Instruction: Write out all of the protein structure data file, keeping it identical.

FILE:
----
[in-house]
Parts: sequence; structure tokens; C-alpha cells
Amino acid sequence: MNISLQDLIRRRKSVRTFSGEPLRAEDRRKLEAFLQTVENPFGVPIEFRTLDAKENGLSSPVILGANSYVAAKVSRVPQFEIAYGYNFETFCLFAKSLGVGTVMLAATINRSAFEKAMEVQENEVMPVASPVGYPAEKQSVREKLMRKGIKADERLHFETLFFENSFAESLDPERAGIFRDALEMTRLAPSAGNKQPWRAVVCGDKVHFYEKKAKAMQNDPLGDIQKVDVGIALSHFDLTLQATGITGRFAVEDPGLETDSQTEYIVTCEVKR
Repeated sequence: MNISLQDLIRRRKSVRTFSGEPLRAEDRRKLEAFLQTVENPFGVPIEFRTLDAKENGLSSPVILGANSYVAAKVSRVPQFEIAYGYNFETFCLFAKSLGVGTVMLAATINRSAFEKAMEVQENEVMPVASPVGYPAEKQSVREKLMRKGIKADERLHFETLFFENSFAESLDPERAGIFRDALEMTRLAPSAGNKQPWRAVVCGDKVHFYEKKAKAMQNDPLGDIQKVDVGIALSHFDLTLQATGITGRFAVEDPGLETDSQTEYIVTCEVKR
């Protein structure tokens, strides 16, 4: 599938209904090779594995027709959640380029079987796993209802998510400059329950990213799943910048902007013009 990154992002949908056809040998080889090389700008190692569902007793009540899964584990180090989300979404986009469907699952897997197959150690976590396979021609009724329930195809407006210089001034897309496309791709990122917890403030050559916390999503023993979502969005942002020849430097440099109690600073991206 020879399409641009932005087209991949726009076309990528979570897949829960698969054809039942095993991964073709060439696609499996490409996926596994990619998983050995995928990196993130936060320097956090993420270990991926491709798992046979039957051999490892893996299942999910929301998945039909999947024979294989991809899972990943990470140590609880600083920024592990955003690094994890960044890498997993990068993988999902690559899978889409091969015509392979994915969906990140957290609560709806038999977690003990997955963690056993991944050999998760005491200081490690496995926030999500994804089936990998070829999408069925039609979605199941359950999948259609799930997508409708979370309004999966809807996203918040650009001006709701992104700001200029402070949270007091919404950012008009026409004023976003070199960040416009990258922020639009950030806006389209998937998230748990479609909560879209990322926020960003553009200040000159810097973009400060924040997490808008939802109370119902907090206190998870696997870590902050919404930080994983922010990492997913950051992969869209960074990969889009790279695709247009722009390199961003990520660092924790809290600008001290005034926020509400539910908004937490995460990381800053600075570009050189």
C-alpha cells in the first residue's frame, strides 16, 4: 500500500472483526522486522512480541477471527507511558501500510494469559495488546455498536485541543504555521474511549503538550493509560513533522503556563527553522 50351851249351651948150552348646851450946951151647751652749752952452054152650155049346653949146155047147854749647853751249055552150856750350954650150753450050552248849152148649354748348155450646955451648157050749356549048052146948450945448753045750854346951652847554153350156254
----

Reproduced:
[in-house]
Parts: sequence; structure tokens; C-alpha cells
Amino acid sequence: MNISLQDLIRRRKSVRTFSGEPLRAEDRRKLEAFLQTVENPFGVPIEFRTLDAKENGLSSPVILGANSYVAAKVSRVPQFEIAYGYNFETFCLFAKSLGVGTVMLAATINRSAFEKAMEVQENEVMPVASPVGYPAEKQSVREKLMRKGIKADERLHFETLFFENSFAESLDPERAGIFRDALEMTRLAPSAGNKQPWRAVVCGDKVHFYEKKAKAMQNDPLGDIQKVDVGIALSHFDLTLQATGITGRFAVEDPGLETDSQTEYIVTCEVKR
Repeated sequence: MNISLQDLIRRRKSVRTFSGEPLRAEDRRKLEAFLQTVENPFGVPIEFRTLDAKENGLSSPVILGANSYVAAKVSRVPQFEIAYGYNFETFCLFAKSLGVGTVMLAATINRSAFEKAMEVQENEVMPVASPVGYPAEKQSVREKLMRKGIKADERLHFETLFFENSFAESLDPERAGIFRDALEMTRLAPSAGNKQPWRAVVCGDKVHFYEKKAKAMQNDPLGDIQKVDVGIALSHFDLTLQATGITGRFAVEDPGLETDSQTEYIVTCEVKR
């Protein structure tokens, strides 16, 4: 599938209904090779594995027709959640380029079987796993209802998510400059329950990213799943910048902007013009 990154992002949908056809040998080889090389700008190692569902007793009540899964584990180090989300979404986009469907699952897997197959150690976590396979021609009724329930195809407006210089001034897309496309791709990122917890403030050559916390999503023993979502969005942002020849430097440099109690600073991206 020879399409641009932005087209991949726009076309990528979570897949829960698969054809039942095993991964073709060439696609499996490409996926596994990619998983050995995928990196993130936060320097956090993420270990991926491709798992046979039957051999490892893996299942999910929301998945039909999947024979294989991809899972990943990470140590609880600083920024592990955003690094994890960044890498997993990068993988999902690559899978889409091969015509392979994915969906990140957290609560709806038999977690003990997955963690056993991944050999998760005491200081490690496995926030999500994804089936990998070829999408069925039609979605199941359950999948259609799930997508409708979370309004999966809807996203918040650009001006709701992104700001200029402070949270007091919404950012008009026409004023976003070199960040416009990258922020639009950030806006389209998937998230748990479609909560879209990322926020960003553009200040000159810097973009400060924040997490808008939802109370119902907090206190998870696997870590902050919404930080994983922010990492997913950051992969869209960074990969889009790279695709247009722009390199961003990520660092924790809290600008001290005034926020509400539910908004937490995460990381800053600075570009050189």
C-alpha cells in the first residue's frame, strides 16, 4: 500500500472483526522486522512480541477471527507511558501500510494469559495488546455498536485541543504555521474511549503538550493509560513533522503556563527553522 50351851249351651948150552348646851450946951151647751652749752952452054152650155049346653949146155047147854749647853751249055552150856750350954650150753450050552248849152148649354748348155450646955451648157050749356549048052146948450945448753045750854346951652847554153350156254